The VanDrie Dialogue: in conversation with our stakeholders

In a time that sees much public debate being fed by prejudice and misconception, the VanDrie Group is taking the debate to its stakeholders during the fourth VanDrie Dialogue.


Listening carefully to our stakeholders is a precondition for a future-proof organisation.” With these words, Director Corporate Affairs Marijke Everts opened the fourth VanDrie Dialogue. In everything the VanDrie Group does, the primary focus is on healthy, sustainable and animal-friendly food production. This requires the critical scrutiny of important issues such as calf imports and animal welfare, but also the relevance of the veal sector to the increasing global demand for high-quality proteins and the licence to produce in the Netherlands. To be able to formulate policy with respect to these and other matters, it is necessary to maintain an on-going dialogue with stakeholders about the performance of our organisation. The VanDrie Group does this through the VanDrie Dialogue.

On Tuesday, 14 January 2020, the VanDrie Group organised the fourth VanDrie Dialogue in conjunction with CLM. Veal farmers, dairy farmers, Dutch animal protection organisation Dierenbescherming, scientists from various disciplines, government, commercial entities and members of staff of the VanDrie Group spent an afternoon discussing what a sustainable production chain should look like. Marijke Everts: “Social and economic factors influence the activities and operations of the VanDrie Group. We face shifting expectations in society, stricter laws and regulations, and it’s not without reason that the climate is a hot topic. These issues demand from us as an organisation that we are open to other points of view and never shirk taboo.”

A very interesting discussion ensued, fed by scientific fact and insight, augmented with the experience and perspectives of stakeholders with boots squarely on the ground - or more appropriately perhaps - in the shed. Many subjects were covered: from sustainability results and the slaughter age of calves to communication about the chain and VanDrie Group’s market position.

Hans Blonk of Blonk Consultants, a leading consulting agency in the field of environment and sustainability, illustrates the sustainability of the Dutch veal sector.  He does so with the help of a lifecycle analysis: “By adding together the environmental effects of the various links in the chain, we have been able to analyse systematically the environmental effects of the production of different kinds of veal. In addition to regular veal, young and mature rosé veal were also included in the analysis. This makes it possible to say something about the most efficient way of keeping calves based on environmental aspects. Noteworthy in this respect is the fact that a higher slaughter age is accompanied by increased environmental impact. This is due to growth becoming less efficient after about 8 months and the increased ruminant methane emissions.”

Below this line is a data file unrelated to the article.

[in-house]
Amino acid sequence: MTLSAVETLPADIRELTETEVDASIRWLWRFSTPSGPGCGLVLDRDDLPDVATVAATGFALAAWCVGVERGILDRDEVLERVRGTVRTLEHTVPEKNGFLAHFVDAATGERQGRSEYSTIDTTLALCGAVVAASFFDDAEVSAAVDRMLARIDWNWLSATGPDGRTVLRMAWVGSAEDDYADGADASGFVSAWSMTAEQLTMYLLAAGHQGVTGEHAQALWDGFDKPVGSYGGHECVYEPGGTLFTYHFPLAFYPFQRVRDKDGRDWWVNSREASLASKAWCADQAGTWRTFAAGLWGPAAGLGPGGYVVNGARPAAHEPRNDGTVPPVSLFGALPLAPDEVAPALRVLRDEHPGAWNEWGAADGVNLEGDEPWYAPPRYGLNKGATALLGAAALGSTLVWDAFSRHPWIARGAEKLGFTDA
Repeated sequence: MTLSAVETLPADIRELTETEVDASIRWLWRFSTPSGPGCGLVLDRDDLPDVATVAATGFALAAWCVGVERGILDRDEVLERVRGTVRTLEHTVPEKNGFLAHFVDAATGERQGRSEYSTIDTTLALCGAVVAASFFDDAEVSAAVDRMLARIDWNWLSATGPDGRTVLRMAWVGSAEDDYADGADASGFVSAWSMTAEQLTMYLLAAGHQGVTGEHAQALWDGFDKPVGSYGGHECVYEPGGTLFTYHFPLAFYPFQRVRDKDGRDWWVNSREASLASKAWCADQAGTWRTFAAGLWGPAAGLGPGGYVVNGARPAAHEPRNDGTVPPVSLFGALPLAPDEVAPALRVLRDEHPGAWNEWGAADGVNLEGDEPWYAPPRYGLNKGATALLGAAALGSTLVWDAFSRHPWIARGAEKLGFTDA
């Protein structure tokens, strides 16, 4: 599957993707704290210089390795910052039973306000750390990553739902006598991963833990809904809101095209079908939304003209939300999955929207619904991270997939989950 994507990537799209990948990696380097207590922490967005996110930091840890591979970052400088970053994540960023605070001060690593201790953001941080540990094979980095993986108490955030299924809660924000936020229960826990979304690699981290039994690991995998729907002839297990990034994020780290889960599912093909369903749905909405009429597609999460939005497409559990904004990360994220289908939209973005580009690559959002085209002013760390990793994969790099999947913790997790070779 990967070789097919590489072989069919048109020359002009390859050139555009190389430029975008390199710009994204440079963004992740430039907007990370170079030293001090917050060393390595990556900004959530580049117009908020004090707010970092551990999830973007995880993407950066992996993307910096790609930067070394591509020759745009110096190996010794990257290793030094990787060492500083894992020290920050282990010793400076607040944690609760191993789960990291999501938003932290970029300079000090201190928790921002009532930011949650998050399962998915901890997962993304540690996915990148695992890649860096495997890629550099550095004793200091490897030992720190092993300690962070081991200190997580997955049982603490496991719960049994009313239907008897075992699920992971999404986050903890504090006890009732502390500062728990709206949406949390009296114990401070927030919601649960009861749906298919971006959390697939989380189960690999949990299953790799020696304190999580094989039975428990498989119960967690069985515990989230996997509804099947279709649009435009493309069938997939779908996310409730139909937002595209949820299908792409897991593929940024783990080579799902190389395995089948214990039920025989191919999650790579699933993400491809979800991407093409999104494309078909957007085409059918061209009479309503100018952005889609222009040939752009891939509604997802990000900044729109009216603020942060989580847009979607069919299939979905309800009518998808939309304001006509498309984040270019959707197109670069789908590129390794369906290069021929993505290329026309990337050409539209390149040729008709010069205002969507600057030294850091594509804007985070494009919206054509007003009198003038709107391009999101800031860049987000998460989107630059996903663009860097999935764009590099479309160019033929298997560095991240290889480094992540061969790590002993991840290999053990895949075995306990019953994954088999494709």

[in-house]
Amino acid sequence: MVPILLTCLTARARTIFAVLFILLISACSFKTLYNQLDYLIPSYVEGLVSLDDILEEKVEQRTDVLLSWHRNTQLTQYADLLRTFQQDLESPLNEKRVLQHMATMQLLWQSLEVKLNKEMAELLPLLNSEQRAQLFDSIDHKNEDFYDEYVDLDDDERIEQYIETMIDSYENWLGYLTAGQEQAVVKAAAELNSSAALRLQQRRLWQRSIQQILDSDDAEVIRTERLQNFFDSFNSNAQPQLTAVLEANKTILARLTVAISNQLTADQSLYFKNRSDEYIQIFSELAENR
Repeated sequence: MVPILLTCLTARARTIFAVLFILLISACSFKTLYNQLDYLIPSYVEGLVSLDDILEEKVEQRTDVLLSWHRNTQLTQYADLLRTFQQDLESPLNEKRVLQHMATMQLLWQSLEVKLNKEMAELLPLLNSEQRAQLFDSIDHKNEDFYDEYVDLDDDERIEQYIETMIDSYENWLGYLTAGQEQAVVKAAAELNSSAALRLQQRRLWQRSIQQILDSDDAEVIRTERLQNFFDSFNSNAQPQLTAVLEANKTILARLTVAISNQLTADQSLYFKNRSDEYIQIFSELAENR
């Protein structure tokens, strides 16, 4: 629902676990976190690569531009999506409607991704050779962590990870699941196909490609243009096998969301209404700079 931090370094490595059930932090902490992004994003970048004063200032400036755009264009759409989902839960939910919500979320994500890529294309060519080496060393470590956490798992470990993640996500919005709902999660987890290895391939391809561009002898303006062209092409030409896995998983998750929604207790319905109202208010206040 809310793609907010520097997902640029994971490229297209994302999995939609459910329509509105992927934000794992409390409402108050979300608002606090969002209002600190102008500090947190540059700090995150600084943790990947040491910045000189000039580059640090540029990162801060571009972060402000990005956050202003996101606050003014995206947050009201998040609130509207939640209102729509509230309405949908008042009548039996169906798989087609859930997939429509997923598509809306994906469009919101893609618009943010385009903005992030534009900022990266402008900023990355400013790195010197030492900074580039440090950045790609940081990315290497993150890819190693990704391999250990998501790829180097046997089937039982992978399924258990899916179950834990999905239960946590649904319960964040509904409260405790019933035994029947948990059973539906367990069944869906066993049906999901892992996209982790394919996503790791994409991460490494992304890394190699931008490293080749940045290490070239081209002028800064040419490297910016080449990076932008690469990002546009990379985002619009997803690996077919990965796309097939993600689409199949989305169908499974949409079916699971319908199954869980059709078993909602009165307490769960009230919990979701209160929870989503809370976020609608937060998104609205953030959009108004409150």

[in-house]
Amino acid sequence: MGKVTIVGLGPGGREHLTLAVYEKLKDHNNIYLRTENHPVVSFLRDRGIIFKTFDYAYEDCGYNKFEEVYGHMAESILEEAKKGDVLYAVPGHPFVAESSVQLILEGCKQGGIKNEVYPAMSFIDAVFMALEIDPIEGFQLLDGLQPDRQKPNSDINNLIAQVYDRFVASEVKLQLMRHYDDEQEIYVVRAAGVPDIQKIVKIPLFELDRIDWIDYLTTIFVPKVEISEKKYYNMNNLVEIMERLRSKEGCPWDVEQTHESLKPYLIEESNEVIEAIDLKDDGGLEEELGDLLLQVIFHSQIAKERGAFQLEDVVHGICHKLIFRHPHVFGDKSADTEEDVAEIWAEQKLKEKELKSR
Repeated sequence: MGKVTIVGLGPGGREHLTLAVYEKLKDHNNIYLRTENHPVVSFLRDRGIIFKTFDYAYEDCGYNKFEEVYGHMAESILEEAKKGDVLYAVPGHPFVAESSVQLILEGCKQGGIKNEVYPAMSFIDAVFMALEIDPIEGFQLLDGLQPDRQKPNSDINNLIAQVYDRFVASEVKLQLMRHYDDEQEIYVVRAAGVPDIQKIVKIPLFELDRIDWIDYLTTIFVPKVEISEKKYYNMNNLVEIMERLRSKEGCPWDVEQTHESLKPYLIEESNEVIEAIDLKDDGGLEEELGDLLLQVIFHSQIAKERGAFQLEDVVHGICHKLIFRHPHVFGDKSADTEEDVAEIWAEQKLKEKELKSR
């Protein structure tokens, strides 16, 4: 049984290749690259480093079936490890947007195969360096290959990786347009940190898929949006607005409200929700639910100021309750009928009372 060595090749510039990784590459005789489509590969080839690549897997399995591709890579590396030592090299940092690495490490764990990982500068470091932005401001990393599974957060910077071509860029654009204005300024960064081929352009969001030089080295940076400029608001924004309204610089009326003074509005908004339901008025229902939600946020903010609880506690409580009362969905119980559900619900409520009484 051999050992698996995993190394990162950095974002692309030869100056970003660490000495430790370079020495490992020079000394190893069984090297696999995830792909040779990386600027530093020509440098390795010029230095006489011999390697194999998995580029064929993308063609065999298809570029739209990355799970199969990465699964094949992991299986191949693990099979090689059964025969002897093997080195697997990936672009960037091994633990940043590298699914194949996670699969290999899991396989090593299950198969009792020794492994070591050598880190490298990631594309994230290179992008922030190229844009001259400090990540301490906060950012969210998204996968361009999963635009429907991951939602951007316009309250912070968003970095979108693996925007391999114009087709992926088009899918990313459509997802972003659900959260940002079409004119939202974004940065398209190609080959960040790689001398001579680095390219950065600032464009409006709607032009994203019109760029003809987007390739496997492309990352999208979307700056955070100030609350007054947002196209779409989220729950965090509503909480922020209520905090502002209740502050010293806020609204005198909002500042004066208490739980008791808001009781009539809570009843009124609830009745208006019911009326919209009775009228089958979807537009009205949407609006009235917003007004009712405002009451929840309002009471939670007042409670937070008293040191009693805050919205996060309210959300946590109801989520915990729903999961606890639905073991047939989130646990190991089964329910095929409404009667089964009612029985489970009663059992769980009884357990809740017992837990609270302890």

Theun Vellinga, a researcher at Wageningen University, talks about the sustainability results in the veal sector, too. He, however, has a different view of the optimum slaughter age of calves: “Calves from the dairy industry have a smaller carbon footprint as compared to beef cattle, for the carbon footprint is partially attributable to the production of dairy.” But he is critical, too: “To maximise use of the growth potential, calves may be kept longer than the regular seven to eight months.” Veal farmer Erik van Dronkelaar can affirm that: “That’s what we’re already doing, in actual fact, in the veal sector. While my father used to deliver the calves at six months at the most, we keep them longer and achieve better results.” Where keeping calves for longer is advantageous from a scientific point of view, Loek Carabain, director at Van Der Zee Vleesgrootverbruik, points out a drawback: “For the catering industry, taste is an important aspect. As beef, the current dairy breeds and her calves have an inferior meat quality in terms of taste. The feasibility of allowing calves that are now used in the veal farming sector to continue to grow as multi-year bulls is something I’d advise against on grounds of taste.”

During the dialogue, the stakeholders find themselves in agreement about their conviction that communication about the veal sector towards Dutch citizens is lacking. But then veal farmer Bert van Middendorp makes a challenging point:“Currently, 93% of the veal is exported.  Why would a party like the VanDrie Group worry about the way the Dutch view veal?”

Marijke Everts has a very clear opinion on this matter: “Without broad popular support, there would be no justification for our presence in the Netherlands. As the VanDrie Group, we are therefore obliged to tell our story and also to be proud of our chain, in the Netherlands more than elsewhere!” Dick Veerman, founder of, believes that the VanDrie Group should go a step further than communication alone:

“The demand for animal proteins is increasing globally. Calves in the dairy sector that are reared on residuals and optimally processed have value in a world where proteins are scarce. Actively involve citizens in the VanDrie group chain in order to relate this narrative.”

It is abundantly clear to the VanDrie Group that discussions with stakeholders are hugely important.  Stakeholder participation creates value and mutual understanding - bring on the next VanDrie Dialogue!

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